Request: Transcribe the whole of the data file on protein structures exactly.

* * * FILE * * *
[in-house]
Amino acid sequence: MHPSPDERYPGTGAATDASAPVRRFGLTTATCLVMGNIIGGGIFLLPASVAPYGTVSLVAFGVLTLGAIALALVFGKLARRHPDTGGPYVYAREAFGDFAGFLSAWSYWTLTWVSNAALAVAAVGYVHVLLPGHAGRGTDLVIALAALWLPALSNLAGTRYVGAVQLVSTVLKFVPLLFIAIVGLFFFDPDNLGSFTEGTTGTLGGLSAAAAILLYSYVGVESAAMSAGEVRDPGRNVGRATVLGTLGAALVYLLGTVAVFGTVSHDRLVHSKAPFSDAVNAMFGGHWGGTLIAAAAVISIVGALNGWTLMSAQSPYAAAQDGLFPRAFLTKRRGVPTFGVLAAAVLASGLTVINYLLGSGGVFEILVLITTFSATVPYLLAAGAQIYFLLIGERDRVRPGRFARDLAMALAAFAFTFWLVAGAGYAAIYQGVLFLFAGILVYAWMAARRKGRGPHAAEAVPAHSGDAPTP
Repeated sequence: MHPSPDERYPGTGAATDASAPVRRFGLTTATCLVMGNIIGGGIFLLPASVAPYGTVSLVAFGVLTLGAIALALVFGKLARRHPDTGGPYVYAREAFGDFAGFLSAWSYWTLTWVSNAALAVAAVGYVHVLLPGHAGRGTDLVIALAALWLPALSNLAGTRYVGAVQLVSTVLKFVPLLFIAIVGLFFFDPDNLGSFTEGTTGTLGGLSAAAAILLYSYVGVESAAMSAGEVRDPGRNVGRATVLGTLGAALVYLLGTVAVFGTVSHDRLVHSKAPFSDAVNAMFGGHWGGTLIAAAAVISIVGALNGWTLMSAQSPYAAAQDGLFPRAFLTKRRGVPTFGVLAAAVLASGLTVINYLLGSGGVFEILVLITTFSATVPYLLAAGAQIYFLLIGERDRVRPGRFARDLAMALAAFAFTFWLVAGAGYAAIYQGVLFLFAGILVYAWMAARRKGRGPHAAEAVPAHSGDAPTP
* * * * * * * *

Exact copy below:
[in-house]
Amino acid sequence: MHPSPDERYPGTGAATDASAPVRRFGLTTATCLVMGNIIGGGIFLLPASVAPYGTVSLVAFGVLTLGAIALALVFGKLARRHPDTGGPYVYAREAFGDFAGFLSAWSYWTLTWVSNAALAVAAVGYVHVLLPGHAGRGTDLVIALAALWLPALSNLAGTRYVGAVQLVSTVLKFVPLLFIAIVGLFFFDPDNLGSFTEGTTGTLGGLSAAAAILLYSYVGVESAAMSAGEVRDPGRNVGRATVLGTLGAALVYLLGTVAVFGTVSHDRLVHSKAPFSDAVNAMFGGHWGGTLIAAAAVISIVGALNGWTLMSAQSPYAAAQDGLFPRAFLTKRRGVPTFGVLAAAVLASGLTVINYLLGSGGVFEILVLITTFSATVPYLLAAGAQIYFLLIGERDRVRPGRFARDLAMALAAFAFTFWLVAGAGYAAIYQGVLFLFAGILVYAWMAARRKGRGPHAAEAVPAHSGDAPTP
Repeated sequence: MHPSPDERYPGTGAATDASAPVRRFGLTTATCLVMGNIIGGGIFLLPASVAPYGTVSLVAFGVLTLGAIALALVFGKLARRHPDTGGPYVYAREAFGDFAGFLSAWSYWTLTWVSNAALAVAAVGYVHVLLPGHAGRGTDLVIALAALWLPALSNLAGTRYVGAVQLVSTVLKFVPLLFIAIVGLFFFDPDNLGSFTEGTTGTLGGLSAAAAILLYSYVGVESAAMSAGEVRDPGRNVGRATVLGTLGAALVYLLGTVAVFGTVSHDRLVHSKAPFSDAVNAMFGGHWGGTLIAAAAVISIVGALNGWTLMSAQSPYAAAQDGLFPRAFLTKRRGVPTFGVLAAAVLASGLTVINYLLGSGGVFEILVLITTFSATVPYLLAAGAQIYFLLIGERDRVRPGRFARDLAMALAAFAFTFWLVAGAGYAAIYQGVLFLFAGILVYAWMAARRKGRGPHAAEAVPAHSGDAPTP